Two Opinions in Two Days by Justice Solomon

In re Atlantic County, ___ N.J. ___ (2017); In re New Jersey Firemens Association Obligation to Provide Relief Application Under Open Public Records Act, ___ N.J. ___ (2017).  On Wednesday and Thursday of this week, Justice Solomon issued two opinions for the Supreme Court.  Both of them involved cases in which the Appellate Division issued published opinions.  In one case, the Court affirmed the Appellate Division, but on grounds other than those on which the Appellate Division relied.  In the other, the Court reversed the Appellate Division while siding, at least in part, with the concurring opinion of Judge Messano.

In Atlantic County, as discussed here, the Appellate Division ruled for public employees in the public contract dispute at issue there, based on the “dynamic status quo doctrine.”  That doctrine holds that “an employer is normally precluded from altering the status quo while engaged in collective negotiations.”  The issue before the Supreme Court was whether the municipalities (there were two consolidated cases, the other involving Bridgewater Township) were obligated to continue contractually agreed-upon salary increases during the period between when those contracts expired and new contracts were signed.

Justice Solomon affirmed the Appellate Division’s ruling in favor of the employees, but not on the grounds cited by the Appellate Division.  The Supreme Court determined that there was no need to go beyond the language of the expiring contracts at issue, which expressly provided that their terms (as one such agreement said) would “continue in effect until a successor Agreement is negotiated.”  The Court saw no need to reach the “dynamic status quo” issue because the proper interpretation of the contracts resolved the issue.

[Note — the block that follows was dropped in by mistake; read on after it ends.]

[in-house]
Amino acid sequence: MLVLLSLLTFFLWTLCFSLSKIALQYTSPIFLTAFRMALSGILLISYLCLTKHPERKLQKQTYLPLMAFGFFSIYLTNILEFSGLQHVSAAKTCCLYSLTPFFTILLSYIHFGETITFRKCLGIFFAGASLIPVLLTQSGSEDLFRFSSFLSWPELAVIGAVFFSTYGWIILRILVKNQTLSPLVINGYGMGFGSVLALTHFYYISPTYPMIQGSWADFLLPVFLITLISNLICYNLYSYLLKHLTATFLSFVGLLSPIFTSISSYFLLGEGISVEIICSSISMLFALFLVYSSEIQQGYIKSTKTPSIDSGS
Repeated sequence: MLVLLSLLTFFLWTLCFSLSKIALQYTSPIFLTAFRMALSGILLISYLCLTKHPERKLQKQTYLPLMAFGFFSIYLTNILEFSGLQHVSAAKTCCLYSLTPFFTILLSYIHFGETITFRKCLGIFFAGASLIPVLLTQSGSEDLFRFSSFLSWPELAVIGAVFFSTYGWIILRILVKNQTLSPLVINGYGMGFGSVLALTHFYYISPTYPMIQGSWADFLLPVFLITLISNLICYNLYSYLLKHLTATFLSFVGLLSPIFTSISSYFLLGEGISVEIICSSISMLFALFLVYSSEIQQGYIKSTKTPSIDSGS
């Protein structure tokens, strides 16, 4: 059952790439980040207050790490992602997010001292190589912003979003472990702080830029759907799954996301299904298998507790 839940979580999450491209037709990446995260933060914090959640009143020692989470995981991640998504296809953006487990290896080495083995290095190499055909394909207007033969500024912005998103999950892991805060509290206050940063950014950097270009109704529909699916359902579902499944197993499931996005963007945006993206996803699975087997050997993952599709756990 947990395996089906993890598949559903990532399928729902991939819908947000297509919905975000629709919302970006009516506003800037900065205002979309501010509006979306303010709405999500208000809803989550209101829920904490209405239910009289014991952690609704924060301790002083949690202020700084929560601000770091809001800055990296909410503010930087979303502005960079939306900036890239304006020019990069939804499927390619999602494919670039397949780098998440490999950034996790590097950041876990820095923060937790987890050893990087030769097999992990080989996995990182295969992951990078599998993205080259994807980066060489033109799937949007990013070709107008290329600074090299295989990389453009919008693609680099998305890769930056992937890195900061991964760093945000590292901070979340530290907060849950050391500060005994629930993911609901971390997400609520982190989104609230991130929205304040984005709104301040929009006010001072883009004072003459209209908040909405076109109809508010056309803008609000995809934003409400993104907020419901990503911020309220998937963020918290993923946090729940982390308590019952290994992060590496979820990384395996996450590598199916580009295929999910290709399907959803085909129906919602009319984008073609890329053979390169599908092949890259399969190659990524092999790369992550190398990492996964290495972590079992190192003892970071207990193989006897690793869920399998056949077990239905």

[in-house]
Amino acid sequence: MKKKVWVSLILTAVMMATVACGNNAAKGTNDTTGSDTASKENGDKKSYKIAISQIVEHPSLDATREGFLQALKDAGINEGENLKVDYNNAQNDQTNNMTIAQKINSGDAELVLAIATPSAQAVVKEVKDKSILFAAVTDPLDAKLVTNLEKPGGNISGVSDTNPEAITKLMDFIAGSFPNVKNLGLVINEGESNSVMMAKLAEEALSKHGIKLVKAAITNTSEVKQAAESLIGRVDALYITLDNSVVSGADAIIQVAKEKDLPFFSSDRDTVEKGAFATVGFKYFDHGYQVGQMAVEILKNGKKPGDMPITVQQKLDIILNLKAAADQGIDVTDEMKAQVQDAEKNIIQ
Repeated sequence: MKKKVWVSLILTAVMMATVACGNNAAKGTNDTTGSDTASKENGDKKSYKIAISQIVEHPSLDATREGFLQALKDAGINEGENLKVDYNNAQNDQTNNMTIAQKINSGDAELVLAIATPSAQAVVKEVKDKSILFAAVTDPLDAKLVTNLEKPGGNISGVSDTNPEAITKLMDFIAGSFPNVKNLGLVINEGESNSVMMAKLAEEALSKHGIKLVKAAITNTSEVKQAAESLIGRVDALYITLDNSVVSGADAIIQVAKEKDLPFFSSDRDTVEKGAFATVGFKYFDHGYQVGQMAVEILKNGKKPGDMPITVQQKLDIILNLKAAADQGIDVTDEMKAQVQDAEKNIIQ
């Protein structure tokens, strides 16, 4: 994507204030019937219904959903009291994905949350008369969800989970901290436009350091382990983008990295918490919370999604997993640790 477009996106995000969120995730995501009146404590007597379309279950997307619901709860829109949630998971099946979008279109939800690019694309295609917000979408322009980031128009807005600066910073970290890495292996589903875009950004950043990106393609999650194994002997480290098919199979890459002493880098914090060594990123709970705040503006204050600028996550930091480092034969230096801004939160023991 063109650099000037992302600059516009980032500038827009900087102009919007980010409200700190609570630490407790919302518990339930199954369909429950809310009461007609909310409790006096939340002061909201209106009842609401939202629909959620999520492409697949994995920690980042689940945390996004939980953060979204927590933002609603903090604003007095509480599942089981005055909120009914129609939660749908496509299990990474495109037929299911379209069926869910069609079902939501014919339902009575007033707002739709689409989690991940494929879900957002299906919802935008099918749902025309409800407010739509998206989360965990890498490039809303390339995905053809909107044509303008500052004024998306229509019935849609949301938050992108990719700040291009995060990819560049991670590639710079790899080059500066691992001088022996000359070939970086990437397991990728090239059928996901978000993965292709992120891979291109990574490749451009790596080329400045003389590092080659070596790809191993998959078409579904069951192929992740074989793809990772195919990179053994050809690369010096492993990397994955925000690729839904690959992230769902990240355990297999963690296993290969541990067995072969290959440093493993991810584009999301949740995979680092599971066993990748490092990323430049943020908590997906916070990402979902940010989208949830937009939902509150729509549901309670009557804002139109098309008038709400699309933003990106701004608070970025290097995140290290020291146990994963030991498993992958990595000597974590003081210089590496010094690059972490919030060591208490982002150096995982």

In Firemens, as discussed here, the Appellate Division in this Open Public Records Act (“OPRA”) case ruled that the Firemens Association was a “public agency” subject to OPRA and that records of relief payments to a particular fireman by the Association had to be produced to an OPRA requestor.  The case arose in an unusual way, in that after the Association received the requestor’s OPRA request, the Association filed a declaratory judgment action seeking a ruling that the documents need not be produced, rather than the usual procedural path in which a requestor, denied production, files suit.  The Appellate Division ruled that a public agency has no right to file such a declaratory judgment action, and that suit by a denied requestor is the only appropriate procedure.

The Supreme Court disagreed.  It is not the law, Justice Solomon said, that a declaratory judgment action is never available to a public agency.  But here, the denial of the request mooted the issue, so that there was nothing about which to make a declaration.  Despite that mootness, the Court went on to address the still hotly-contested issue of whether the requestor had the right, under OPRA or the common law right of access, to the requested documents.  Justice Solomon concluded that all relevant factors under both regimes weighed in favor of non-disclousre.  Accordingly, the decision of the Appellate Division that had ordered the records to be produced was reversed.

In the Appellate Division, Judge Messano, while concurring in the result in favor of the requestor, wrote separately to express his view that “[i]n a different context,” the Association could bring a declaratory judgment action.  The Supreme Court’s ruling that it was error to say that a declaratory judgment action by a public agency in an OPRA context is never appropriate represented a partial vindication of Judge Messano’s concurring view.

 

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